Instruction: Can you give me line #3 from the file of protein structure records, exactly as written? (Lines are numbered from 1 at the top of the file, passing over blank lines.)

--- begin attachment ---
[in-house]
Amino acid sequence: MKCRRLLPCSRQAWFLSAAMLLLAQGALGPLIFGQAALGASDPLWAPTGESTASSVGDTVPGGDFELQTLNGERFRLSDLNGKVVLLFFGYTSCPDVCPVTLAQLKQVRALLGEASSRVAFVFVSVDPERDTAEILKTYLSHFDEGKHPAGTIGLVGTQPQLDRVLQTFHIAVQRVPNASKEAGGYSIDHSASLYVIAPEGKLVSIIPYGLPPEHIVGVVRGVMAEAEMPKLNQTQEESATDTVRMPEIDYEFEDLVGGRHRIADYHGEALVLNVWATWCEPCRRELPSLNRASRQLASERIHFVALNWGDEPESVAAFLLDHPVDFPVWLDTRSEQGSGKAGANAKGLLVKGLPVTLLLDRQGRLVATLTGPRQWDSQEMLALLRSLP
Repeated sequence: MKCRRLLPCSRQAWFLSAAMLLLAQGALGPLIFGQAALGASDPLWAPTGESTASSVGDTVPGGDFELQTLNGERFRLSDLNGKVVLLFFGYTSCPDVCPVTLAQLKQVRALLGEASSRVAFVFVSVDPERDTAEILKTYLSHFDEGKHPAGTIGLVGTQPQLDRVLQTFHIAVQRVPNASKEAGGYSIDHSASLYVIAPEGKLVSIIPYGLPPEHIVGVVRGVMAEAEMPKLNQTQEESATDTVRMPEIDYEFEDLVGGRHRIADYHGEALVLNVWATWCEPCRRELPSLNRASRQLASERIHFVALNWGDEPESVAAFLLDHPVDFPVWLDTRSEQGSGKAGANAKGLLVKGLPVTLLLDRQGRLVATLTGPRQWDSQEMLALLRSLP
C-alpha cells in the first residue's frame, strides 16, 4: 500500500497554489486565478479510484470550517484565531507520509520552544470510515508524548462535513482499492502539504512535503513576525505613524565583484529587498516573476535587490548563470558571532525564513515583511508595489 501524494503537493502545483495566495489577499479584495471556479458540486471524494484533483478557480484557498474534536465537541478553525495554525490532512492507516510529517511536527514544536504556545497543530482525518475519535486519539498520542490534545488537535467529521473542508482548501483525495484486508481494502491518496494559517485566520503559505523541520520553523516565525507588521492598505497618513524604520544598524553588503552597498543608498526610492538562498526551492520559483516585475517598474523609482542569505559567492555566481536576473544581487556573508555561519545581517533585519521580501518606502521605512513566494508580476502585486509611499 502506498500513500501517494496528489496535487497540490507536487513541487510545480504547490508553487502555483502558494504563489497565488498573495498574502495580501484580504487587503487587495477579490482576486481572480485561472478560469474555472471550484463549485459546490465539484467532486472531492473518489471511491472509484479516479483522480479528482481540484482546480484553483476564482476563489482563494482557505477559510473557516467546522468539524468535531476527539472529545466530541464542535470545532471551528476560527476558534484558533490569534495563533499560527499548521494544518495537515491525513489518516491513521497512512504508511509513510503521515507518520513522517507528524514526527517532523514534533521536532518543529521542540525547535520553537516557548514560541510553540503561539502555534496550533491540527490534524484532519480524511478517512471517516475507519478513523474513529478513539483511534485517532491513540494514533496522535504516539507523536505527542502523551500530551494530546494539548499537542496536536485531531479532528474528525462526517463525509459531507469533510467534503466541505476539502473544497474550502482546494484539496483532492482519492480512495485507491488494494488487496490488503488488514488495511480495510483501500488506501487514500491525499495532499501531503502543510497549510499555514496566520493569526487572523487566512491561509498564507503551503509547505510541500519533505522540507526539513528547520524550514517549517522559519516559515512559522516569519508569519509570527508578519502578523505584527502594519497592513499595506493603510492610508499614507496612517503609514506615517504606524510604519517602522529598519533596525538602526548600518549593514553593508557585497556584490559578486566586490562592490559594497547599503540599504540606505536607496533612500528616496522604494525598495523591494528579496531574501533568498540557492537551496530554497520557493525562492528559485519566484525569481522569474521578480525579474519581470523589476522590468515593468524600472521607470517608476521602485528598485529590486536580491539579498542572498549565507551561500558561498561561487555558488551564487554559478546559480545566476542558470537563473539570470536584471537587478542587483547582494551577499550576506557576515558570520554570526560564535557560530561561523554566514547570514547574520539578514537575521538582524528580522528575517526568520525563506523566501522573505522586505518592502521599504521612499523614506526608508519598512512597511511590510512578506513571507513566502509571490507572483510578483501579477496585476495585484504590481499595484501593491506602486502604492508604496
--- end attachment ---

Repeated sequence: MKCRRLLPCSRQAWFLSAAMLLLAQGALGPLIFGQAALGASDPLWAPTGESTASSVGDTVPGGDFELQTLNGERFRLSDLNGKVVLLFFGYTSCPDVCPVTLAQLKQVRALLGEASSRVAFVFVSVDPERDTAEILKTYLSHFDEGKHPAGTIGLVGTQPQLDRVLQTFHIAVQRVPNASKEAGGYSIDHSASLYVIAPEGKLVSIIPYGLPPEHIVGVVRGVMAEAEMPKLNQTQEESATDTVRMPEIDYEFEDLVGGRHRIADYHGEALVLNVWATWCEPCRRELPSLNRASRQLASERIHFVALNWGDEPESVAAFLLDHPVDFPVWLDTRSEQGSGKAGANAKGLLVKGLPVTLLLDRQGRLVATLTGPRQWDSQEMLALLRSLP